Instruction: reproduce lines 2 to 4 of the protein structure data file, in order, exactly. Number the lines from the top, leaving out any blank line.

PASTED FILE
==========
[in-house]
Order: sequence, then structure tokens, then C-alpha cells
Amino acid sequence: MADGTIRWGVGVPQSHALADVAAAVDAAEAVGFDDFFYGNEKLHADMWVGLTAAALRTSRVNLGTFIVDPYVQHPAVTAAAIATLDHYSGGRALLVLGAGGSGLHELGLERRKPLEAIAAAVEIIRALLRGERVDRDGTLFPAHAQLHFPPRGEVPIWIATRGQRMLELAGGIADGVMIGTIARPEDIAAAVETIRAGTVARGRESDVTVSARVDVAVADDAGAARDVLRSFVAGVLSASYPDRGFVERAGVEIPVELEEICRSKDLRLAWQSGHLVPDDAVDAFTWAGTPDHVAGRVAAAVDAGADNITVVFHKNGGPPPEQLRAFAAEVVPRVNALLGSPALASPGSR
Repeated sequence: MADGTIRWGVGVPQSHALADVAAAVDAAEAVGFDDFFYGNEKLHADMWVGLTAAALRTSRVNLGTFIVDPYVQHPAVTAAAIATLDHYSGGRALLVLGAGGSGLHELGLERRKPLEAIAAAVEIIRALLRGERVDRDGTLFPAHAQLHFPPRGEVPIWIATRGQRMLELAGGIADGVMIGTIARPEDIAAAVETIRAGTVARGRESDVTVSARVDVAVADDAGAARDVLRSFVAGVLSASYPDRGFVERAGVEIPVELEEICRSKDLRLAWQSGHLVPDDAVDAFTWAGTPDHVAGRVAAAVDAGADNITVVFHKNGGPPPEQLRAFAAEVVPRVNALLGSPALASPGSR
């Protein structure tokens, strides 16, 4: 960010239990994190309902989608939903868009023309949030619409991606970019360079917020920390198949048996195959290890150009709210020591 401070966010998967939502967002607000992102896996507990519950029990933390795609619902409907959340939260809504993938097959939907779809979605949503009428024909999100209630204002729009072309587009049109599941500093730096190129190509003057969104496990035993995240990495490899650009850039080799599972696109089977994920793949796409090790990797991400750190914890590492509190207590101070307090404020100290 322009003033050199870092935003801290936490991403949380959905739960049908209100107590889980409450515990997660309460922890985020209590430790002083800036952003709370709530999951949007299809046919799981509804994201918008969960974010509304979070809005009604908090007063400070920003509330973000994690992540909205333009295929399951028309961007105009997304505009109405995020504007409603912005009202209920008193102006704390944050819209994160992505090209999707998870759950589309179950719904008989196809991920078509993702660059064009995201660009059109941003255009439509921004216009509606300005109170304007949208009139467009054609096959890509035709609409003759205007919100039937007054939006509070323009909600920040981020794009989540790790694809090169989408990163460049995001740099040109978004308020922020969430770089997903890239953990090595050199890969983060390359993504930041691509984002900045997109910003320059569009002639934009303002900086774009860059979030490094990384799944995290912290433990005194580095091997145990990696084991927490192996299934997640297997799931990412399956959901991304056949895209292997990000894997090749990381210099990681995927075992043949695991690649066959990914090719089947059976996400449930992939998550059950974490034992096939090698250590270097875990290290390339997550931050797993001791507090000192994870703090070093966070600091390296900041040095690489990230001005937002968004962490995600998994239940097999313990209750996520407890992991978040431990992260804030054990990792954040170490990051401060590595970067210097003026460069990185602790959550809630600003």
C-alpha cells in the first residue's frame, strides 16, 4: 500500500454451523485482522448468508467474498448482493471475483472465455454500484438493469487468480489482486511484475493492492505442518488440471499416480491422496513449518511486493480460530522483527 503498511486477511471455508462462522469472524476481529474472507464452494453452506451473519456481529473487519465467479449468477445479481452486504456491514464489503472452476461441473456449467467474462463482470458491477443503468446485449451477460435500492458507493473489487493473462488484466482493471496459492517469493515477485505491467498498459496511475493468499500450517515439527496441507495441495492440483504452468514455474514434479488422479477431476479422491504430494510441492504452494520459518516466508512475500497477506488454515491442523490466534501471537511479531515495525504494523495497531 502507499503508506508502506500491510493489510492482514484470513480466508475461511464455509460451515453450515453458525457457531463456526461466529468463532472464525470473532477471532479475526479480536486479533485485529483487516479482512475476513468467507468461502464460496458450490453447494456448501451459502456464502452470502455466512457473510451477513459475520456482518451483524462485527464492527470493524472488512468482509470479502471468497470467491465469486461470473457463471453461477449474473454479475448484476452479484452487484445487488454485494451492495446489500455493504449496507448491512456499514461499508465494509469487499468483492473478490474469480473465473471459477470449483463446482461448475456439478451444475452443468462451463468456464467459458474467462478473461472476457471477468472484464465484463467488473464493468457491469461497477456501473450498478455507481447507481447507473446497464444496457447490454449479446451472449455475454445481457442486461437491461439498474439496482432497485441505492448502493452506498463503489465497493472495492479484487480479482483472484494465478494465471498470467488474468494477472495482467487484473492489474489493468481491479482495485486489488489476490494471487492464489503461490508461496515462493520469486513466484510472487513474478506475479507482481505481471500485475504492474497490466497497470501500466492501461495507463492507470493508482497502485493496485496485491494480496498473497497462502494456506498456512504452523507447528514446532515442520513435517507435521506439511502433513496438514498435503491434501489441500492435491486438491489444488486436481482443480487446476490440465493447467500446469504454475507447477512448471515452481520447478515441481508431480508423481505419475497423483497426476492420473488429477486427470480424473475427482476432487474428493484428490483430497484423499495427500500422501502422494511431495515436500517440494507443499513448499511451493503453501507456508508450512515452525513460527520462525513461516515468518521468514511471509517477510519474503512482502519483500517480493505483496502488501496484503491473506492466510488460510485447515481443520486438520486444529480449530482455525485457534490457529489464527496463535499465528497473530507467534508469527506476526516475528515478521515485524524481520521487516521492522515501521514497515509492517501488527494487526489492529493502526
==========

Order: sequence, then structure tokens, then C-alpha cells
Amino acid sequence: MADGTIRWGVGVPQSHALADVAAAVDAAEAVGFDDFFYGNEKLHADMWVGLTAAALRTSRVNLGTFIVDPYVQHPAVTAAAIATLDHYSGGRALLVLGAGGSGLHELGLERRKPLEAIAAAVEIIRALLRGERVDRDGTLFPAHAQLHFPPRGEVPIWIATRGQRMLELAGGIADGVMIGTIARPEDIAAAVETIRAGTVARGRESDVTVSARVDVAVADDAGAARDVLRSFVAGVLSASYPDRGFVERAGVEIPVELEEICRSKDLRLAWQSGHLVPDDAVDAFTWAGTPDHVAGRVAAAVDAGADNITVVFHKNGGPPPEQLRAFAAEVVPRVNALLGSPALASPGSR
Repeated sequence: MADGTIRWGVGVPQSHALADVAAAVDAAEAVGFDDFFYGNEKLHADMWVGLTAAALRTSRVNLGTFIVDPYVQHPAVTAAAIATLDHYSGGRALLVLGAGGSGLHELGLERRKPLEAIAAAVEIIRALLRGERVDRDGTLFPAHAQLHFPPRGEVPIWIATRGQRMLELAGGIADGVMIGTIARPEDIAAAVETIRAGTVARGRESDVTVSARVDVAVADDAGAARDVLRSFVAGVLSASYPDRGFVERAGVEIPVELEEICRSKDLRLAWQSGHLVPDDAVDAFTWAGTPDHVAGRVAAAVDAGADNITVVFHKNGGPPPEQLRAFAAEVVPRVNALLGSPALASPGSR